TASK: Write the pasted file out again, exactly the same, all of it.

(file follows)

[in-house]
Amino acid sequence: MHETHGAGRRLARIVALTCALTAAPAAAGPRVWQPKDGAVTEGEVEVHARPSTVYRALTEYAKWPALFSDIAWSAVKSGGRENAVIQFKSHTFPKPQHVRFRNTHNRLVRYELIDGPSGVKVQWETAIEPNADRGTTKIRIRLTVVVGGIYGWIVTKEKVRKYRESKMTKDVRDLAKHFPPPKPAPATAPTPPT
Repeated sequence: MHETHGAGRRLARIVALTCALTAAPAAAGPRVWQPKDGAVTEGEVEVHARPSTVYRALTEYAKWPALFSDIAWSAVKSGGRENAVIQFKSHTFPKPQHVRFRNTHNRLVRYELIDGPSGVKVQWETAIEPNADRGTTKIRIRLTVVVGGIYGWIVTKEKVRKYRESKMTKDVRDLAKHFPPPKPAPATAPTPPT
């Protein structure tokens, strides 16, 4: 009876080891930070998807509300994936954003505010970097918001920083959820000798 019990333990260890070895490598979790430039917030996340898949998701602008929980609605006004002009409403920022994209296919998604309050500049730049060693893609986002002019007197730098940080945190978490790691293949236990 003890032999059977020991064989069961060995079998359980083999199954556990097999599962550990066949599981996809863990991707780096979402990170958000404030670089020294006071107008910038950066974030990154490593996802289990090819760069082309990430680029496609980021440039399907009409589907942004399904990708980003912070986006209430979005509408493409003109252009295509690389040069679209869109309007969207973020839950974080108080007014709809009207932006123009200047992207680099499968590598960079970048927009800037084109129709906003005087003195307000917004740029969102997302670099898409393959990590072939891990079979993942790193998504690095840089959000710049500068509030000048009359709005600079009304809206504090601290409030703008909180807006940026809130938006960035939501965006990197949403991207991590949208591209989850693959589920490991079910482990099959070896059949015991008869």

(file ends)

[in-house]
Amino acid sequence: MHETHGAGRRLARIVALTCALTAAPAAAGPRVWQPKDGAVTEGEVEVHARPSTVYRALTEYAKWPALFSDIAWSAVKSGGRENAVIQFKSHTFPKPQHVRFRNTHNRLVRYELIDGPSGVKVQWETAIEPNADRGTTKIRIRLTVVVGGIYGWIVTKEKVRKYRESKMTKDVRDLAKHFPPPKPAPATAPTPPT
Repeated sequence: MHETHGAGRRLARIVALTCALTAAPAAAGPRVWQPKDGAVTEGEVEVHARPSTVYRALTEYAKWPALFSDIAWSAVKSGGRENAVIQFKSHTFPKPQHVRFRNTHNRLVRYELIDGPSGVKVQWETAIEPNADRGTTKIRIRLTVVVGGIYGWIVTKEKVRKYRESKMTKDVRDLAKHFPPPKPAPATAPTPPT
């Protein structure tokens, strides 16, 4: 009876080891930070998807509300994936954003505010970097918001920083959820000798 019990333990260890070895490598979790430039917030996340898949998701602008929980609605006004002009409403920022994209296919998604309050500049730049060693893609986002002019007197730098940080945190978490790691293949236990 003890032999059977020991064989069961060995079998359980083999199954556990097999599962550990066949599981996809863990991707780096979402990170958000404030670089020294006071107008910038950066974030990154490593996802289990090819760069082309990430680029496609980021440039399907009409589907942004399904990708980003912070986006209430979005509408493409003109252009295509690389040069679209869109309007969207973020839950974080108080007014709809009207932006123009200047992207680099499968590598960079970048927009800037084109129709906003005087003195307000917004740029969102997302670099898409393959990590072939891990079979993942790193998504690095840089959000710049500068509030000048009359709005600079009304809206504090601290409030703008909180807006940026809130938006960035939501965006990197949403991207991590949208591209989850693959589920490991079910482990099959070896059949015991008869």